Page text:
“I have a career that I enjoy and can do at home. And there is a bonus because my 10-month-old daughter, Annabelle, keeps me company while I work, so I get to spend a lot of time with her.
“I’ve been blessed,” said White.
A more recent college graduate also expresses appreciation for the help that he received through the Luedemann scholarship program.
Manteo resident Israel Southern graduated from Manteo High School in 2008 and received his first scholarship from the Luedemann fund. “The following year, when I was to reapply for the scholarship, my grandmother suffered a severe stroke, and my schedule was altered to the point that I did not get to reapply for my sophomore year at East Carolina University. However, I reapplied and received the scholarships in both my junior and senior years at ECU. Those wonderful scholarships helped me to purchase all the art supplies I needed for my art classes while I was working on my bachelor of fine arts degree in photography.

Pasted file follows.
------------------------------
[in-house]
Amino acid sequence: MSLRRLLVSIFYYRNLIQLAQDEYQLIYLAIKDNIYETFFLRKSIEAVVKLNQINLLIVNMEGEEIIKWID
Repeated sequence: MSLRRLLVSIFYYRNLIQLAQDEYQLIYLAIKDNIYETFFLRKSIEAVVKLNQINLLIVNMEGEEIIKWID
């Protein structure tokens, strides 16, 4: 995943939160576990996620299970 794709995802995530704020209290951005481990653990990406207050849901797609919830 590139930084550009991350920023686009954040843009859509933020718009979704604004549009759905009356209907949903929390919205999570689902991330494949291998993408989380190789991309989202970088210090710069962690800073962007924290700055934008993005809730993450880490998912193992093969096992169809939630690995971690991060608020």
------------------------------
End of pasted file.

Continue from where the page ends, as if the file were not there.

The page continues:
“Paint brushes, canvas, photo paper, film, paper, pencils, pens — I could go on and on with a list of things that I was able to buy for my classes. This helped me so much in achieving my goal of graduating on time. I was truly blessed with these wonderful supplies, many of which I still have to this day. It made a difference in my life, and I am ever so grateful!”